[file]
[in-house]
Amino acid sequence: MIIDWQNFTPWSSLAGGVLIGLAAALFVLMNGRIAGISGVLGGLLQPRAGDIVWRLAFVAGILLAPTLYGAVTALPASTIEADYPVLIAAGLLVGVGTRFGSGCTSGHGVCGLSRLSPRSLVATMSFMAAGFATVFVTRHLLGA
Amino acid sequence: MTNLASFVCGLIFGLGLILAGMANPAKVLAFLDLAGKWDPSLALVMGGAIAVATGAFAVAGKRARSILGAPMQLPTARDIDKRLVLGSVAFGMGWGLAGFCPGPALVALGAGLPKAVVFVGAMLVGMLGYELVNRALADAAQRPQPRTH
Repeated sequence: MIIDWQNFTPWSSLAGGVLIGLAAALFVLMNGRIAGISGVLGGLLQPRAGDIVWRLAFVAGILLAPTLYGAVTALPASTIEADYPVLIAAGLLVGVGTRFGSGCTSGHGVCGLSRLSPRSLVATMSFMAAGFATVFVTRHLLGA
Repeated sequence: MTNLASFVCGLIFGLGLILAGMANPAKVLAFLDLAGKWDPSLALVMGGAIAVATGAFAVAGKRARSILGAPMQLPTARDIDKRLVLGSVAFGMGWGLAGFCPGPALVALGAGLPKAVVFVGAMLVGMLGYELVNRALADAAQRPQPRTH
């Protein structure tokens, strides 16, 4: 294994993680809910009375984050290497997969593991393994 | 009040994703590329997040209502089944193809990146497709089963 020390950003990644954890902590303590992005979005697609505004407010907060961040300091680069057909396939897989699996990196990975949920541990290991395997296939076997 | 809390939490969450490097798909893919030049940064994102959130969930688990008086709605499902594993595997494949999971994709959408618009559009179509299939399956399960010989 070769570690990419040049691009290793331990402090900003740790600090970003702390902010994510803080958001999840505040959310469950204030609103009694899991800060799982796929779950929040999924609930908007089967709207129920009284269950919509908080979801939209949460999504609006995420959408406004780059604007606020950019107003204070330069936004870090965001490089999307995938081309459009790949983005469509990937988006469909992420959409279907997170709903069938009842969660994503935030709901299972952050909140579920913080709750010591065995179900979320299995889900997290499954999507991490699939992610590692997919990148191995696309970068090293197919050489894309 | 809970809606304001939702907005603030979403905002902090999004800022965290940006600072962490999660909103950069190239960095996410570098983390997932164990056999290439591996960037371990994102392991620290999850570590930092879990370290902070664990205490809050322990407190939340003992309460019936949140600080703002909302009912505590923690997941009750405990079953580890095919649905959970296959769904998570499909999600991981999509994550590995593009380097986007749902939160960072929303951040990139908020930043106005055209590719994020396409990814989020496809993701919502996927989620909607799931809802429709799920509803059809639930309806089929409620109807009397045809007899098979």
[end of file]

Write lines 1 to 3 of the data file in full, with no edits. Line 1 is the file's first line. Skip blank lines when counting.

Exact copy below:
[in-house]
Amino acid sequence: MIIDWQNFTPWSSLAGGVLIGLAAALFVLMNGRIAGISGVLGGLLQPRAGDIVWRLAFVAGILLAPTLYGAVTALPASTIEADYPVLIAAGLLVGVGTRFGSGCTSGHGVCGLSRLSPRSLVATMSFMAAGFATVFVTRHLLGA
Amino acid sequence: MTNLASFVCGLIFGLGLILAGMANPAKVLAFLDLAGKWDPSLALVMGGAIAVATGAFAVAGKRARSILGAPMQLPTARDIDKRLVLGSVAFGMGWGLAGFCPGPALVALGAGLPKAVVFVGAMLVGMLGYELVNRALADAAQRPQPRTH